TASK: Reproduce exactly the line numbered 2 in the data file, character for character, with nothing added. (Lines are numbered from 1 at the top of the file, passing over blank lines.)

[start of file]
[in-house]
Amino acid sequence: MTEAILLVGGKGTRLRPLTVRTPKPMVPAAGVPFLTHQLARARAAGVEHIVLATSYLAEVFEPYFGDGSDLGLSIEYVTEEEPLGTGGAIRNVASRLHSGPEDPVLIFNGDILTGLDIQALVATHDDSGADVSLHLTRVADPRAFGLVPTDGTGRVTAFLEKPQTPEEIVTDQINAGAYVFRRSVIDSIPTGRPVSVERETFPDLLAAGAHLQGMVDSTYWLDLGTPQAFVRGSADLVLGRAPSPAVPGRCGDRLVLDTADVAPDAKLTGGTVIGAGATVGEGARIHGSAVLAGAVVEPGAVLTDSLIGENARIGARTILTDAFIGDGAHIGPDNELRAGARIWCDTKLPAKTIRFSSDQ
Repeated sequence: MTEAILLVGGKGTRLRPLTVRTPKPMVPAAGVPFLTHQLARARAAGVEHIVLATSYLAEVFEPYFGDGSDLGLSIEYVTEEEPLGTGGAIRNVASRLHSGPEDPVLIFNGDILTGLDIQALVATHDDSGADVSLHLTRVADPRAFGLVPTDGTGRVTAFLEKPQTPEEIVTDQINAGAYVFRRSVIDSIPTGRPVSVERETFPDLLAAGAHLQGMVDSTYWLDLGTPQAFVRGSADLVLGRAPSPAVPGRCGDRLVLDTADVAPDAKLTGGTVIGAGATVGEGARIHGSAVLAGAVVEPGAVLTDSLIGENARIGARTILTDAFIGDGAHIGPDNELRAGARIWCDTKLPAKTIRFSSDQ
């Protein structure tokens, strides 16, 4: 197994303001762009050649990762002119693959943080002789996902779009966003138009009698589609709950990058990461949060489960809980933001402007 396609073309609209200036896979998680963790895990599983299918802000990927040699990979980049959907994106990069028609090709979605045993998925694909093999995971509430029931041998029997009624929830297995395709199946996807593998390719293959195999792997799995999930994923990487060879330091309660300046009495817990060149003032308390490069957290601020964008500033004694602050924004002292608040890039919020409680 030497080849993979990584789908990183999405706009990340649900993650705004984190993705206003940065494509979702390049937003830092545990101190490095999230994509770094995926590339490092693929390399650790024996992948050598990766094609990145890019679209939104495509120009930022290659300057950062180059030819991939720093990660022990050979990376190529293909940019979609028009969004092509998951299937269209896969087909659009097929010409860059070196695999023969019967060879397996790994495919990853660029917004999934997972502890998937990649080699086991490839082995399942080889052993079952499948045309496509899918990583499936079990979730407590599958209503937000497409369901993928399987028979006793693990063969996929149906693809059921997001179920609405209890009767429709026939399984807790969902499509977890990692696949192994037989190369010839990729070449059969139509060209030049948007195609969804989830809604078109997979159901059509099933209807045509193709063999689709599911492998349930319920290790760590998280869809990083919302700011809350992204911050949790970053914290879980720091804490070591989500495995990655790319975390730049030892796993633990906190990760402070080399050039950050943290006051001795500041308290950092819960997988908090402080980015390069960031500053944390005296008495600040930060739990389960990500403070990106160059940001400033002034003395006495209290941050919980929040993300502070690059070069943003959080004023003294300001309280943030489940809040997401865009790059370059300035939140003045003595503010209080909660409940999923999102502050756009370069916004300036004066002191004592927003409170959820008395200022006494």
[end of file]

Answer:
Amino acid sequence: MTEAILLVGGKGTRLRPLTVRTPKPMVPAAGVPFLTHQLARARAAGVEHIVLATSYLAEVFEPYFGDGSDLGLSIEYVTEEEPLGTGGAIRNVASRLHSGPEDPVLIFNGDILTGLDIQALVATHDDSGADVSLHLTRVADPRAFGLVPTDGTGRVTAFLEKPQTPEEIVTDQINAGAYVFRRSVIDSIPTGRPVSVERETFPDLLAAGAHLQGMVDSTYWLDLGTPQAFVRGSADLVLGRAPSPAVPGRCGDRLVLDTADVAPDAKLTGGTVIGAGATVGEGARIHGSAVLAGAVVEPGAVLTDSLIGENARIGARTILTDAFIGDGAHIGPDNELRAGARIWCDTKLPAKTIRFSSDQ